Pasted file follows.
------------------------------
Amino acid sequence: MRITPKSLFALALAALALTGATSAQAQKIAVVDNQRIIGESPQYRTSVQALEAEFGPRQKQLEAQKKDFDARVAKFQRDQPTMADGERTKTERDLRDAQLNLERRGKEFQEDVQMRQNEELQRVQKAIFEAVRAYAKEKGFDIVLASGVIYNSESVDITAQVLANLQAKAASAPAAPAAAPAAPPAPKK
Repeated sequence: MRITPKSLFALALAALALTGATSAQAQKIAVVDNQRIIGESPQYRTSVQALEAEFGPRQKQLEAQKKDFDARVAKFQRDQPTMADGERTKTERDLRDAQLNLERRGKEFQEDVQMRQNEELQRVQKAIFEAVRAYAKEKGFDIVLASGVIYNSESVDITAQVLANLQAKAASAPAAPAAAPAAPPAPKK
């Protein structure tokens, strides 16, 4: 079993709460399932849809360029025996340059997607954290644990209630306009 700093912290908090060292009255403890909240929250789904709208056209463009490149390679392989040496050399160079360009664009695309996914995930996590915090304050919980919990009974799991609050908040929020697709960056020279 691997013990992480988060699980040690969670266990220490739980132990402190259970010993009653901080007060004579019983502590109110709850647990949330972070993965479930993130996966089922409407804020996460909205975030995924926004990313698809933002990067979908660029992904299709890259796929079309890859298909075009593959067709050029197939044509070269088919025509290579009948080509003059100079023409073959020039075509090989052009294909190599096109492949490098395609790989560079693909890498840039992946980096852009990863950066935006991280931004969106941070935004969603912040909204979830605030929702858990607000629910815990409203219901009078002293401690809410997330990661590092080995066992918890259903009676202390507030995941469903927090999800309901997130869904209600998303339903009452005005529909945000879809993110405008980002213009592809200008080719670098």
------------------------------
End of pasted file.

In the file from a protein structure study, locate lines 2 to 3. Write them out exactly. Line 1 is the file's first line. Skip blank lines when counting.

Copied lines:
Repeated sequence: MRITPKSLFALALAALALTGATSAQAQKIAVVDNQRIIGESPQYRTSVQALEAEFGPRQKQLEAQKKDFDARVAKFQRDQPTMADGERTKTERDLRDAQLNLERRGKEFQEDVQMRQNEELQRVQKAIFEAVRAYAKEKGFDIVLASGVIYNSESVDITAQVLANLQAKAASAPAAPAAAPAAPPAPKK
């Protein structure tokens, strides 16, 4: 079993709460399932849809360029025996340059997607954290644990209630306009 700093912290908090060292009255403890909240929250789904709208056209463009490149390679392989040496050399160079360009664009695309996914995930996590915090304050919980919990009974799991609050908040929020697709960056020279 691997013990992480988060699980040690969670266990220490739980132990402190259970010993009653901080007060004579019983502590109110709850647990949330972070993965479930993130996966089922409407804020996460909205975030995924926004990313698809933002990067979908660029992904299709890259796929079309890859298909075009593959067709050029197939044509070269088919025509290579009948080509003059100079023409073959020039075509090989052009294909190599096109492949490098395609790989560079693909890498840039992946980096852009990863950066935006991280931004969106941070935004969603912040909204979830605030929702858990607000629910815990409203219901009078002293401690809410997330990661590092080995066992918890259903009676202390507030995941469903927090999800309901997130869904209600998303339903009452005005529909945000879809993110405008980002213009592809200008080719670098």